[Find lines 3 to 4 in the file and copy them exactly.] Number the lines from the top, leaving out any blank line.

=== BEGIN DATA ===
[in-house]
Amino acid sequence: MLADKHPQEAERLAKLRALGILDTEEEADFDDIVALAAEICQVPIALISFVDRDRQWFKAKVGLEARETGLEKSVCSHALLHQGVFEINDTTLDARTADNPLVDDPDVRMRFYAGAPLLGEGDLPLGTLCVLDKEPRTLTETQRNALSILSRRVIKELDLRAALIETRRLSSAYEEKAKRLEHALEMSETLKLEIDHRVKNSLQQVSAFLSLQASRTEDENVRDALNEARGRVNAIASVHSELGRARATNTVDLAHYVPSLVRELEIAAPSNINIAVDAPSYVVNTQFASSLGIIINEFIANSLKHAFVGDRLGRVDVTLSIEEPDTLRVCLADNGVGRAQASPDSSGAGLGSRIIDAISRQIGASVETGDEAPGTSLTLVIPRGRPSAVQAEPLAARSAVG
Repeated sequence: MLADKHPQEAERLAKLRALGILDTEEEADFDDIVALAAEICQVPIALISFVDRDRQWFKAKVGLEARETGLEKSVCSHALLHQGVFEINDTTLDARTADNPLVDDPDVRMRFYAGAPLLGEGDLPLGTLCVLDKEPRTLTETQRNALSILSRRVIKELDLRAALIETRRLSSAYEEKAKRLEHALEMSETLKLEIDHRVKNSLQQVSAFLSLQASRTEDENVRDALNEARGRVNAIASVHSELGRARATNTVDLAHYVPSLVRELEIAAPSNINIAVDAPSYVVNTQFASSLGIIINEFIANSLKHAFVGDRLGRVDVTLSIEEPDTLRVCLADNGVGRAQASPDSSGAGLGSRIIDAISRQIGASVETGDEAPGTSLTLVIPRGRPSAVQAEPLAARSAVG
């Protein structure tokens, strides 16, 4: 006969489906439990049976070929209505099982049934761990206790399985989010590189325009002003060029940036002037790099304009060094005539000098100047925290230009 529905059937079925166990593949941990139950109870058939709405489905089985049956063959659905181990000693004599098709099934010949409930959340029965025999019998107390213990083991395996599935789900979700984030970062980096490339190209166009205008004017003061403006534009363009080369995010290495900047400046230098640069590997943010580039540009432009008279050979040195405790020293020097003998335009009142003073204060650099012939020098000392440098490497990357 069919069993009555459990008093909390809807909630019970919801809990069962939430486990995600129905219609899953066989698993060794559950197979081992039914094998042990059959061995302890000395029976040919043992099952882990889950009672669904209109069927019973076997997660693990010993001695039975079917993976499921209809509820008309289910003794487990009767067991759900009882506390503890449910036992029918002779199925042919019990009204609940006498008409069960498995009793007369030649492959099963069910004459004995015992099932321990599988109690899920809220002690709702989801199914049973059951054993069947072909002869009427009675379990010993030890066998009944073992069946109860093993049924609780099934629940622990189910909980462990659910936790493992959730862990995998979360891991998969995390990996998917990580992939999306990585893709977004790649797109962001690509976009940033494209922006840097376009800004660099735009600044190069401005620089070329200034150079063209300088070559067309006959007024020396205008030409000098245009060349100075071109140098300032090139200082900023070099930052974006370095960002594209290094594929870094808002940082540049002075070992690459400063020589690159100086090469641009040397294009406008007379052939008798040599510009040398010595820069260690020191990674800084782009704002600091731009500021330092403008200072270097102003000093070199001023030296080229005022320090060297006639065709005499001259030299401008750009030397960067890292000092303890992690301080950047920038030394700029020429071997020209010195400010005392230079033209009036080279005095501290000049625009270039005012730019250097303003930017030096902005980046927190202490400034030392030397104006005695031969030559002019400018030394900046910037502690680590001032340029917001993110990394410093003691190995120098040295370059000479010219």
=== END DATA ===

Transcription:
Repeated sequence: MLADKHPQEAERLAKLRALGILDTEEEADFDDIVALAAEICQVPIALISFVDRDRQWFKAKVGLEARETGLEKSVCSHALLHQGVFEINDTTLDARTADNPLVDDPDVRMRFYAGAPLLGEGDLPLGTLCVLDKEPRTLTETQRNALSILSRRVIKELDLRAALIETRRLSSAYEEKAKRLEHALEMSETLKLEIDHRVKNSLQQVSAFLSLQASRTEDENVRDALNEARGRVNAIASVHSELGRARATNTVDLAHYVPSLVRELEIAAPSNINIAVDAPSYVVNTQFASSLGIIINEFIANSLKHAFVGDRLGRVDVTLSIEEPDTLRVCLADNGVGRAQASPDSSGAGLGSRIIDAISRQIGASVETGDEAPGTSLTLVIPRGRPSAVQAEPLAARSAVG
């Protein structure tokens, strides 16, 4: 006969489906439990049976070929209505099982049934761990206790399985989010590189325009002003060029940036002037790099304009060094005539000098100047925290230009 529905059937079925166990593949941990139950109870058939709405489905089985049956063959659905181990000693004599098709099934010949409930959340029965025999019998107390213990083991395996599935789900979700984030970062980096490339190209166009205008004017003061403006534009363009080369995010290495900047400046230098640069590997943010580039540009432009008279050979040195405790020293020097003998335009009142003073204060650099012939020098000392440098490497990357 069919069993009555459990008093909390809807909630019970919801809990069962939430486990995600129905219609899953066989698993060794559950197979081992039914094998042990059959061995302890000395029976040919043992099952882990889950009672669904209109069927019973076997997660693990010993001695039975079917993976499921209809509820008309289910003794487990009767067991759900009882506390503890449910036992029918002779199925042919019990009204609940006498008409069960498995009793007369030649492959099963069910004459004995015992099932321990599988109690899920809220002690709702989801199914049973059951054993069947072909002869009427009675379990010993030890066998009944073992069946109860093993049924609780099934629940622990189910909980462990659910936790493992959730862990995998979360891991998969995390990996998917990580992939999306990585893709977004790649797109962001690509976009940033494209922006840097376009800004660099735009600044190069401005620089070329200034150079063209300088070559067309006959007024020396205008030409000098245009060349100075071109140098300032090139200082900023070099930052974006370095960002594209290094594929870094808002940082540049002075070992690459400063020589690159100086090469641009040397294009406008007379052939008798040599510009040398010595820069260690020191990674800084782009704002600091731009500021330092403008200072270097102003000093070199001023030296080229005022320090060297006639065709005499001259030299401008750009030397960067890292000092303890992690301080950047920038030394700029020429071997020209010195400010005392230079033209009036080279005095501290000049625009270039005012730019250097303003930017030096902005980046927190202490400034030392030397104006005695031969030559002019400018030394900046910037502690680590001032340029917001993110990394410093003691190995120098040295370059000479010219």